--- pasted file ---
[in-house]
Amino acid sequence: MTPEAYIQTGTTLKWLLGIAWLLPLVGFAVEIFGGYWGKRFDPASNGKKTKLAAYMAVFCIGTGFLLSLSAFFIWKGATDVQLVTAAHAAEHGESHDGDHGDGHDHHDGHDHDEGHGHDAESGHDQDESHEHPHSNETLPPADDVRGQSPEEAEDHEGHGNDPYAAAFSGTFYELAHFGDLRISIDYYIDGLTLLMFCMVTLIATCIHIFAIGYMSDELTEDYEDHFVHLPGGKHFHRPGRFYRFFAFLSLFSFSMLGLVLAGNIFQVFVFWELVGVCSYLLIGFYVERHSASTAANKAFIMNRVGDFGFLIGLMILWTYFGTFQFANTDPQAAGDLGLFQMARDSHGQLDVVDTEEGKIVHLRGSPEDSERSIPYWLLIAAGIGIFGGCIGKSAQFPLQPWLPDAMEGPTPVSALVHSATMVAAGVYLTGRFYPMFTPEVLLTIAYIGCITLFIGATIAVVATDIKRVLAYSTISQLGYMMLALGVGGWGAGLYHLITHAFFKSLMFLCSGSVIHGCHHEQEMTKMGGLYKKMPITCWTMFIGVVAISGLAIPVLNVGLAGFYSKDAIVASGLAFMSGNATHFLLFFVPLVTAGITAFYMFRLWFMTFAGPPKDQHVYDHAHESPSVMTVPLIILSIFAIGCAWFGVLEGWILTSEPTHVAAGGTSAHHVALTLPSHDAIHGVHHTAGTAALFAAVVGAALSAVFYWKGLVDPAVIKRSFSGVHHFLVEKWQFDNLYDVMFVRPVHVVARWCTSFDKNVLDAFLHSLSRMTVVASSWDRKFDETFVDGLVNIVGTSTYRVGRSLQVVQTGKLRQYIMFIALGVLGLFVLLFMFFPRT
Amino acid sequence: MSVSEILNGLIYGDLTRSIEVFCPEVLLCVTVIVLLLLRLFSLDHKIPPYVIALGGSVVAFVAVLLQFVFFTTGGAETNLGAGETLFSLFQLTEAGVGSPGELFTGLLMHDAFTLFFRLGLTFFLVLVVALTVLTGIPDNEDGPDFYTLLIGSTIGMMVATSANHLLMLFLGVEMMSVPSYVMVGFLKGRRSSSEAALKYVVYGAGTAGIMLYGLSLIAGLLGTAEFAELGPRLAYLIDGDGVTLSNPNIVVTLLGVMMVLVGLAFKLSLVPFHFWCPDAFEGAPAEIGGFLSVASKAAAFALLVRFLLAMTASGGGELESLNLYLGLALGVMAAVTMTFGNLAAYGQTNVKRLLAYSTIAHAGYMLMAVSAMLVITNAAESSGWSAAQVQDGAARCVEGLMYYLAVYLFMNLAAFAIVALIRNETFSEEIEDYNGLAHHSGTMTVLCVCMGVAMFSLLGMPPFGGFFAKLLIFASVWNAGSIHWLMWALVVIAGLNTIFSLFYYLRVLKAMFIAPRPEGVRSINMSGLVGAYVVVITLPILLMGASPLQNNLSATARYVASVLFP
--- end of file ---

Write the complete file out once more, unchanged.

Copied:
[in-house]
Amino acid sequence: MTPEAYIQTGTTLKWLLGIAWLLPLVGFAVEIFGGYWGKRFDPASNGKKTKLAAYMAVFCIGTGFLLSLSAFFIWKGATDVQLVTAAHAAEHGESHDGDHGDGHDHHDGHDHDEGHGHDAESGHDQDESHEHPHSNETLPPADDVRGQSPEEAEDHEGHGNDPYAAAFSGTFYELAHFGDLRISIDYYIDGLTLLMFCMVTLIATCIHIFAIGYMSDELTEDYEDHFVHLPGGKHFHRPGRFYRFFAFLSLFSFSMLGLVLAGNIFQVFVFWELVGVCSYLLIGFYVERHSASTAANKAFIMNRVGDFGFLIGLMILWTYFGTFQFANTDPQAAGDLGLFQMARDSHGQLDVVDTEEGKIVHLRGSPEDSERSIPYWLLIAAGIGIFGGCIGKSAQFPLQPWLPDAMEGPTPVSALVHSATMVAAGVYLTGRFYPMFTPEVLLTIAYIGCITLFIGATIAVVATDIKRVLAYSTISQLGYMMLALGVGGWGAGLYHLITHAFFKSLMFLCSGSVIHGCHHEQEMTKMGGLYKKMPITCWTMFIGVVAISGLAIPVLNVGLAGFYSKDAIVASGLAFMSGNATHFLLFFVPLVTAGITAFYMFRLWFMTFAGPPKDQHVYDHAHESPSVMTVPLIILSIFAIGCAWFGVLEGWILTSEPTHVAAGGTSAHHVALTLPSHDAIHGVHHTAGTAALFAAVVGAALSAVFYWKGLVDPAVIKRSFSGVHHFLVEKWQFDNLYDVMFVRPVHVVARWCTSFDKNVLDAFLHSLSRMTVVASSWDRKFDETFVDGLVNIVGTSTYRVGRSLQVVQTGKLRQYIMFIALGVLGLFVLLFMFFPRT
Amino acid sequence: MSVSEILNGLIYGDLTRSIEVFCPEVLLCVTVIVLLLLRLFSLDHKIPPYVIALGGSVVAFVAVLLQFVFFTTGGAETNLGAGETLFSLFQLTEAGVGSPGELFTGLLMHDAFTLFFRLGLTFFLVLVVALTVLTGIPDNEDGPDFYTLLIGSTIGMMVATSANHLLMLFLGVEMMSVPSYVMVGFLKGRRSSSEAALKYVVYGAGTAGIMLYGLSLIAGLLGTAEFAELGPRLAYLIDGDGVTLSNPNIVVTLLGVMMVLVGLAFKLSLVPFHFWCPDAFEGAPAEIGGFLSVASKAAAFALLVRFLLAMTASGGGELESLNLYLGLALGVMAAVTMTFGNLAAYGQTNVKRLLAYSTIAHAGYMLMAVSAMLVITNAAESSGWSAAQVQDGAARCVEGLMYYLAVYLFMNLAAFAIVALIRNETFSEEIEDYNGLAHHSGTMTVLCVCMGVAMFSLLGMPPFGGFFAKLLIFASVWNAGSIHWLMWALVVIAGLNTIFSLFYYLRVLKAMFIAPRPEGVRSINMSGLVGAYVVVITLPILLMGASPLQNNLSATARYVASVLFP